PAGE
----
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Debunking the Most Popular Health Myths

There is a lot of health advice out there. But how do you know what's true and what's a myth?
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There is no shortage of health myths out there that can make healthy living choices all the more difficult. We decided to take some of the most widespread myths and see what the experts had to say about them. Have you been following a myth all along?

The Claim: You shouldn't eat a mango with milk.
Truth or Myth: Definitely a myth. There is no evidence combining the two is harmful -- in fact, it's a pretty common combination. Just one mango provides more than twice your daily vitamin C and more than 70 percent of your daily vitamin A, while milk provides important minerals like calcium. Enjoy!

The ClaimBeing nervous causes high blood pressure.
Truth or Myth: This one is true. Being very nervous or experiencing severe anxiety will cause a temporary spike in your blood pressure, according to the Mayo Clinic. However, long-term damage to the heart only results from frequent bouts of strong anxiety (daily) for a long period of time. Try to reduce stress and anxiety whenever you can.

The Claim: Adding lemon juice to meat while cooking reduces fat content, making it better for you.
Truth or Myth: Although lemon juice is a common way to tenderize meat and break down its connective tissue when used as a marinade, this one is a myth. The fat content cannot be negated by adding lemon juice -- the only way to remove fat from meat is to trim it off prior to cooking, and that won't make it fat free, either.

The ClaimSweating causes weight loss.
Truth or Myth: This one is technically true, but not in the way you think. Sweating is the body shedding fluid and electrolytes, so, water. This loss of water weight will mean a lower number on the scale following a workout, but drinking fluids and consuming sodium will bring it right back. Sweating doesn't equal immediate fat loss, although working up a good sweat will get you toward your weight loss goal over time.

The ClaimWarm milk can help you fall asleep.
Truth or Myth: It's true milk can help you sleep, but it's more for psychological reasons than nutritional ones. The claim is milk is rich in tryptophan, so that is why it helps you sleep, but the tryptophan that may be in milk hasn't been shown to cross the blood-brain barrier, according to the New York Times. Drinking warm milk can be comforting, which explains why it makes you drowsy.

The ClaimEating a banana will help reduce cramps.
Truth or Myth: This claim is true. Trainers and dieticians recommend bananas to prevent cramps because they contain potassium, which is a crucial electrolyte for the body. When the body is deficient in potassium, the muscles can involuntarily contract and cause cramping. However, it's best to use it as a preventative measure -- eat one right after exercise or have more before and during your period to help prevent cramps.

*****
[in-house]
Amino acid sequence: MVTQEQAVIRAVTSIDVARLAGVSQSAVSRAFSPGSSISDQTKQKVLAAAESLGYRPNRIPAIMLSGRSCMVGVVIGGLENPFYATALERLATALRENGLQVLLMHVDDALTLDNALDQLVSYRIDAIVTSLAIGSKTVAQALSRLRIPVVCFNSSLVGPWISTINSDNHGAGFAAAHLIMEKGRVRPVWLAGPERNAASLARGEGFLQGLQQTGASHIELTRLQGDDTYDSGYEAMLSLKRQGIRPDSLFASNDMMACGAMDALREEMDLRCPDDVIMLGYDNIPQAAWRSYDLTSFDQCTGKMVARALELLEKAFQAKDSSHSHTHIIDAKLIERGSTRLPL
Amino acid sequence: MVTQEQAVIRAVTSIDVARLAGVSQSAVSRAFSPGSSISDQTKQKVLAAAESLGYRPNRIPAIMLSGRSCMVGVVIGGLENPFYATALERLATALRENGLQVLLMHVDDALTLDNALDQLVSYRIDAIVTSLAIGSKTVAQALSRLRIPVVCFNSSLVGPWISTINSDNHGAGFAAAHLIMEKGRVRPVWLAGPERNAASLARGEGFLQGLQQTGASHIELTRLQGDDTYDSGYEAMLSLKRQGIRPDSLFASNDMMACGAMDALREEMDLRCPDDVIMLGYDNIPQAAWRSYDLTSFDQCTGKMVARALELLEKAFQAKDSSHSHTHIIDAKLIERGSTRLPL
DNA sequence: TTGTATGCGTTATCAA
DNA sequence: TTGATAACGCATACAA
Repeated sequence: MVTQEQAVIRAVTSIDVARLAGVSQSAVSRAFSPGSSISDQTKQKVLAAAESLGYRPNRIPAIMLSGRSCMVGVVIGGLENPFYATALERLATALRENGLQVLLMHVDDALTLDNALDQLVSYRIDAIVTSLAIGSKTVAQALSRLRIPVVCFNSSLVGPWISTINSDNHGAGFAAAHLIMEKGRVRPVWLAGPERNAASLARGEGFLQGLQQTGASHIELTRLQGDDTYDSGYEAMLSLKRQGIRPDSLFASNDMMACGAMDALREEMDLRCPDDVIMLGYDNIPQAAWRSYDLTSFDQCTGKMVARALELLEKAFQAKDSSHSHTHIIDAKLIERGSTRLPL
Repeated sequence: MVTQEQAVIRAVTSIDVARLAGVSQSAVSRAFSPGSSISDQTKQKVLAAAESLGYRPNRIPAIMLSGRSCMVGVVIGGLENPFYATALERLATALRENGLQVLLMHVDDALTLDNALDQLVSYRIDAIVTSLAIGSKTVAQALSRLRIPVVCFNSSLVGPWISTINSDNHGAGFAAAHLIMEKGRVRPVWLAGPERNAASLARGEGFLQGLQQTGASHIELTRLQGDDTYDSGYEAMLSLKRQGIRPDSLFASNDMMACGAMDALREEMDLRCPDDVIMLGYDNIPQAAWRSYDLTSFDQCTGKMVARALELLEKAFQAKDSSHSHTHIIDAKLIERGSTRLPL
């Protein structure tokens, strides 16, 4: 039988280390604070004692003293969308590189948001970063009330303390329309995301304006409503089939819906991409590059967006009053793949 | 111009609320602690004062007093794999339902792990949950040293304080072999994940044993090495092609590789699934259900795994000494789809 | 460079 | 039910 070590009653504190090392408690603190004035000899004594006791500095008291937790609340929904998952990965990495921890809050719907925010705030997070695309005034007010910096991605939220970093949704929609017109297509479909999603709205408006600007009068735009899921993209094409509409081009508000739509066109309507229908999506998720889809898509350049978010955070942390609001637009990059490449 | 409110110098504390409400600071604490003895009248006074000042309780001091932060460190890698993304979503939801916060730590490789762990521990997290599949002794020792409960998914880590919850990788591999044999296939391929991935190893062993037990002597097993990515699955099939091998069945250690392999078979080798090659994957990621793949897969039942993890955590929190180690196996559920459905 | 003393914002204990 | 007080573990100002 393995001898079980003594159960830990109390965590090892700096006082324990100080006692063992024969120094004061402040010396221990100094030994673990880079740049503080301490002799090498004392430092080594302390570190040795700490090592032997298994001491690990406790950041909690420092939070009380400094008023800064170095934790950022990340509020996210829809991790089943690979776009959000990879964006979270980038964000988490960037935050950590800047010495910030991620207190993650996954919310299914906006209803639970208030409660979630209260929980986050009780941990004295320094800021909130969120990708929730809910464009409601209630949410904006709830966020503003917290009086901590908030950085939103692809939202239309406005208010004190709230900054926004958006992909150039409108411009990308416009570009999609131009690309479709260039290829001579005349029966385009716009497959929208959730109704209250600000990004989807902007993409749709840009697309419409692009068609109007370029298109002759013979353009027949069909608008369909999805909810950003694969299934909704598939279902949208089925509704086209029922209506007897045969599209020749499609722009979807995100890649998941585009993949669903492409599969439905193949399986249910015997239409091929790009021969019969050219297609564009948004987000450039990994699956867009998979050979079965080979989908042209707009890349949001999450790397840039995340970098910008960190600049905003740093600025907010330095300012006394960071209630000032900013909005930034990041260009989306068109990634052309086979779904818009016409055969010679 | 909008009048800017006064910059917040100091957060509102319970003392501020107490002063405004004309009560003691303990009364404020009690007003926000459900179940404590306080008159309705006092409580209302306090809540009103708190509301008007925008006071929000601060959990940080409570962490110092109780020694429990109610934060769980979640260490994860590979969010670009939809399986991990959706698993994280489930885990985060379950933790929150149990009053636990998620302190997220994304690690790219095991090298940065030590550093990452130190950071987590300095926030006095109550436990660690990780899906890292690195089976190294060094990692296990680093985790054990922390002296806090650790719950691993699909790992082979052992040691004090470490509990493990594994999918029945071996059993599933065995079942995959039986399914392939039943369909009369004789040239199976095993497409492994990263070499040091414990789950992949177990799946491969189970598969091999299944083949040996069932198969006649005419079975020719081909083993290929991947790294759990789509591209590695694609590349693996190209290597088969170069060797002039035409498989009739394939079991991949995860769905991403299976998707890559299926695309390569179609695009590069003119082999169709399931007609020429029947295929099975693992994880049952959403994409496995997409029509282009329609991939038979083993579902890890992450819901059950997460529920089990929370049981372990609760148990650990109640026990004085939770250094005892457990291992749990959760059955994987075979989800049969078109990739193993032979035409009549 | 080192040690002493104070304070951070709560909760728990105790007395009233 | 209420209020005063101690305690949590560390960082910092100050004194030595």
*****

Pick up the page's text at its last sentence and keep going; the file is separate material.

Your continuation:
The ClaimImpotence is an inevitable part of aging.
Truth or Myth: Not all men will experience impotence, or erectile dysfunction, as they age, so that part is a myth. It is, however, a very common result of getting older. According to the Cleveland Clinic, approximately 40 percent of men will experience symptoms by age 40.

The Claim: Help calm your baby with sugar water.
Truth or Myth: This is true. According to a review published in the medical journal Pediatrics in 2012, 150 previously published studies have shown giving a baby up to 12 months of age sugar water helped reduce pain and discomfort after medical experiences like shots or circumcision. However, an exact reason or dosage hasn't been established, so administer this remedy under the guidance of your pediatrician.

The Claim: Preparing food in an aluminum pan can be harmful to your health.
Truth or Myth: This is a myth, but with some stipulations. The amount of aluminum absorbed from a pot or pan hasn't been established as directly harmful, as it's such a minimal amount. That being said, food shouldn't be prepared in aluminum cookware with deep gouges or scratches and it shouldn't be stored in them, as this can lead to excess aluminum being absorbed by the food.

The ClaimAlcohol reduces the effectiveness of certain medications, including antibiotics.
Truth or Myth: Absolutely true -- consuming alcohol with medications impacts how they're metabolized, according to the National Institutes of Health (NIH). More importantly, combining medicines with alcohol can cause serious and even life-threatening side effects.

The Claim: "Diet foods" are lower in calories and therefore better for you.
Truth or Myth: This is a myth in that calories aren't the only measure of a healthy food. While a "diet food" may be low in calories, it may also be loaded with artificial ingredients and lots of sodium. Healthy foods, like avocados or olive oil, are also high in calories, so you need to consume all foods in moderation.

The ClaimMargarine is healthier than butter.
Truth or Myth: This one is true, but you have to careful. Margarine is typically free of cholesterol and contains more polyunsaturated and monounsaturated fats than butter, which makes it better for you. However, it can be higher in trans fats, according to the Mayo Clinic. Trans fats aren't good for the body, especially the heart, so be sure to read nutrition labels carefully.

Many myths start from truth, but can become exaggerated. Let us know what other health claims you're curious about -- we would be happy to debunk them for you. Have a great weekend!

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